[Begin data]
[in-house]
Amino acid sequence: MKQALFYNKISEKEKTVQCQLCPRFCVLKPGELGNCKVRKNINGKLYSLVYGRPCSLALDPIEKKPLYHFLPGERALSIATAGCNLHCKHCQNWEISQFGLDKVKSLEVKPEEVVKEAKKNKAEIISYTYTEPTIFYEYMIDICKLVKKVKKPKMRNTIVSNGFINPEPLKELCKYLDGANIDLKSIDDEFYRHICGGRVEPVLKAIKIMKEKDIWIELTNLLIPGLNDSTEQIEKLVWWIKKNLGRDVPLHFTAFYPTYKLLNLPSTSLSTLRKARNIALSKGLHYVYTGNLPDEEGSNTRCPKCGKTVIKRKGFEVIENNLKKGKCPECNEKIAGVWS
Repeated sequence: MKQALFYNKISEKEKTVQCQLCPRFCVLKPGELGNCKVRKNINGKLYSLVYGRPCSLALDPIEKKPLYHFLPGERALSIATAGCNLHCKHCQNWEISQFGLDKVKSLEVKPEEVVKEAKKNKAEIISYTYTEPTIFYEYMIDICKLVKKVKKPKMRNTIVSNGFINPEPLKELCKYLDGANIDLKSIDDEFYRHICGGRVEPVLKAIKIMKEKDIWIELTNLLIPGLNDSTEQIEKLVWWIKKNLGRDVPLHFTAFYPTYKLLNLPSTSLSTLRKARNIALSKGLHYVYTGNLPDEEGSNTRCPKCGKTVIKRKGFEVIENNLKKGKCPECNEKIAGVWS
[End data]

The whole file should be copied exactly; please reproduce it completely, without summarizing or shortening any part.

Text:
[in-house]
Amino acid sequence: MKQALFYNKISEKEKTVQCQLCPRFCVLKPGELGNCKVRKNINGKLYSLVYGRPCSLALDPIEKKPLYHFLPGERALSIATAGCNLHCKHCQNWEISQFGLDKVKSLEVKPEEVVKEAKKNKAEIISYTYTEPTIFYEYMIDICKLVKKVKKPKMRNTIVSNGFINPEPLKELCKYLDGANIDLKSIDDEFYRHICGGRVEPVLKAIKIMKEKDIWIELTNLLIPGLNDSTEQIEKLVWWIKKNLGRDVPLHFTAFYPTYKLLNLPSTSLSTLRKARNIALSKGLHYVYTGNLPDEEGSNTRCPKCGKTVIKRKGFEVIENNLKKGKCPECNEKIAGVWS
Repeated sequence: MKQALFYNKISEKEKTVQCQLCPRFCVLKPGELGNCKVRKNINGKLYSLVYGRPCSLALDPIEKKPLYHFLPGERALSIATAGCNLHCKHCQNWEISQFGLDKVKSLEVKPEEVVKEAKKNKAEIISYTYTEPTIFYEYMIDICKLVKKVKKPKMRNTIVSNGFINPEPLKELCKYLDGANIDLKSIDDEFYRHICGGRVEPVLKAIKIMKEKDIWIELTNLLIPGLNDSTEQIEKLVWWIKKNLGRDVPLHFTAFYPTYKLLNLPSTSLSTLRKARNIALSKGLHYVYTGNLPDEEGSNTRCPKCGKTVIKRKGFEVIENNLKKGKCPECNEKIAGVWS